Saturday September 18, 2021

Imperialism in Africa

September 15, 2021

Canadian imperialism in Africa has had a rare social media moment.

On Twitter K Diallo recently posted a map of the continent with the sum of Canadian mining investment in each African country under the words “75 percent of mining companies globally are now Canadian. Canada is a great source of corporate neocolonialism expansion.” The tweet received 25,000 likes and 8,500 retweets.

But the map is dated. It said there was $31.6 billion worth of Canadian mining investment in Africa yet Natural Resources Canada put the number at $37.8 billion in 2019. The scope of Canadian resource extraction on the continent is remarkable. Many companies based and traded here have taken African names (African Queen Mines, Asante Gold Corporation, Tanzanian Royalty Exploration, Lake Victoria Mining Company, Société d’Exploitation Minière d’Afrique de l’Ouest, East Africa Metals, International African Mining Gold (IAMGOLD), African Gold Group, etc.).

Canadian resource companies operating in Africa receive significant government support. Amongst a slew of pro-mining measures, Justin Trudeau’s government has put up more than $100 million in assistance for mining related projects in Africa, signed Foreign Investment Promotion and Protection Agreements and backed Barrick Gold during a high-profile conflict with the Tanzanian government.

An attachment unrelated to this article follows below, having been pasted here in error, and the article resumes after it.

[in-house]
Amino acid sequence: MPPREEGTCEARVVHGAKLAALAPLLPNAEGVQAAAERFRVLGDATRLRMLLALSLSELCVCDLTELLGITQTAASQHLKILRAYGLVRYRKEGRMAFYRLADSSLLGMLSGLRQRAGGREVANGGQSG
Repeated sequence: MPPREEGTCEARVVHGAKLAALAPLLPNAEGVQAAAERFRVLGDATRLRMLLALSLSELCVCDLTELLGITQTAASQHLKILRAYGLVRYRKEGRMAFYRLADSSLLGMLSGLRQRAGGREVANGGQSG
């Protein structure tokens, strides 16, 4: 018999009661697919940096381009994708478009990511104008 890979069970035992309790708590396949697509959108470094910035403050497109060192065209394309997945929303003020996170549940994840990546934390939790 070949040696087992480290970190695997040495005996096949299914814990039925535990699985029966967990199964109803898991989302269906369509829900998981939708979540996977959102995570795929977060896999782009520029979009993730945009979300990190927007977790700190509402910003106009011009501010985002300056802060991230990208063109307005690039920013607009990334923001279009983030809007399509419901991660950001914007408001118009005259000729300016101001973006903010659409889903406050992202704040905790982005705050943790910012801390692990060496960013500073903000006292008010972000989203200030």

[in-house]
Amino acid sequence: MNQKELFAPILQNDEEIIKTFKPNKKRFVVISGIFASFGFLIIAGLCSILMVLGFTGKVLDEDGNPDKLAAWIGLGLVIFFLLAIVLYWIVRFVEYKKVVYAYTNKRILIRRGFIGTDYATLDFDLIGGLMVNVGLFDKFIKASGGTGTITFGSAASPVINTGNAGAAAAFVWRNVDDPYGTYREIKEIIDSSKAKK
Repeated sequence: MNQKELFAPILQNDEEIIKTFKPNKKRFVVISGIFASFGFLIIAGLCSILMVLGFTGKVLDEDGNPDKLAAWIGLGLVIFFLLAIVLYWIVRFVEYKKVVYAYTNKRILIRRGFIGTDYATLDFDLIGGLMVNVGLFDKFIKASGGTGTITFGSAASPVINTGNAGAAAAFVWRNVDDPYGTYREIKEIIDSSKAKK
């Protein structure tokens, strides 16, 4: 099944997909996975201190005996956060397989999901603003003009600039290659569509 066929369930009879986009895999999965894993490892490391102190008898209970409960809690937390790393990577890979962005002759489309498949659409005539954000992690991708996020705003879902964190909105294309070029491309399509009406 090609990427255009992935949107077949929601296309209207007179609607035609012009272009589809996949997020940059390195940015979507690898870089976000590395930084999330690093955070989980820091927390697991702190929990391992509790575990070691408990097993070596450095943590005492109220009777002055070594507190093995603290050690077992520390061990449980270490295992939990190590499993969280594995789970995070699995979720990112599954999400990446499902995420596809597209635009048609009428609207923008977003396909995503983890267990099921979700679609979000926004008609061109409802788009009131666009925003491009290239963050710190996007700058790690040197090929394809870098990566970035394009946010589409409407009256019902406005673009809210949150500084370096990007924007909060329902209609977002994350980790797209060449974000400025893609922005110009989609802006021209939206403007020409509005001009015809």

A similar Facebook meme on Ghana has also circulated widely in recent days. Appearing to originate from a statement posted by Kgoshi Mmaphuti Uhuru Mokwele, it notes: “Ghana is the biggest gold producing country in Africa and 8th in the world, but 93.3 percent of Ghana’s gold is owned by foreign corporations, mainly America and Canada. Ghana owns less than 2 percent of all the Gold in their land. Ghana has to borrow money from the IMF and World Bank to buy their own Gold, which is on their land, mined by Ghanaian workers, using Ghana’s resources. The price of the Gold is set in New York & can only be purchased with American dollar.”

Canada has certainly contributed to the Ghanaian (and African) impoverishment Mokwele alludes to. Alongside their counterparts from the US and Britain, Canadian officials participated in the 1944 Bretton Woods negotiations that established the IMF and World Bank and Ottawa continues to have outsized influence within those institutions. Tens of millions of dollars in Canadian aid money has supported IMF structural adjustment policies of privatization, liberalization and social spending cuts in Ghana, which benefited Canada’s rapacious mining industry.

After a high profile Canadian-financed structural adjustment program in the late 1980s NGO worker Ian Gary explained its impact: “Ghana’s traditional sources of income – gold, cocoa, and timber – have benefited from the program, but this has only exacerbated the colonial legacy of dependence. Nearly all of the $1.5 billion worth of private foreign investment has been in mining, with most of the profits being repatriated overseas.

Excerpted: ‘Canadian Imperialism in Africa’

Counterpunch.org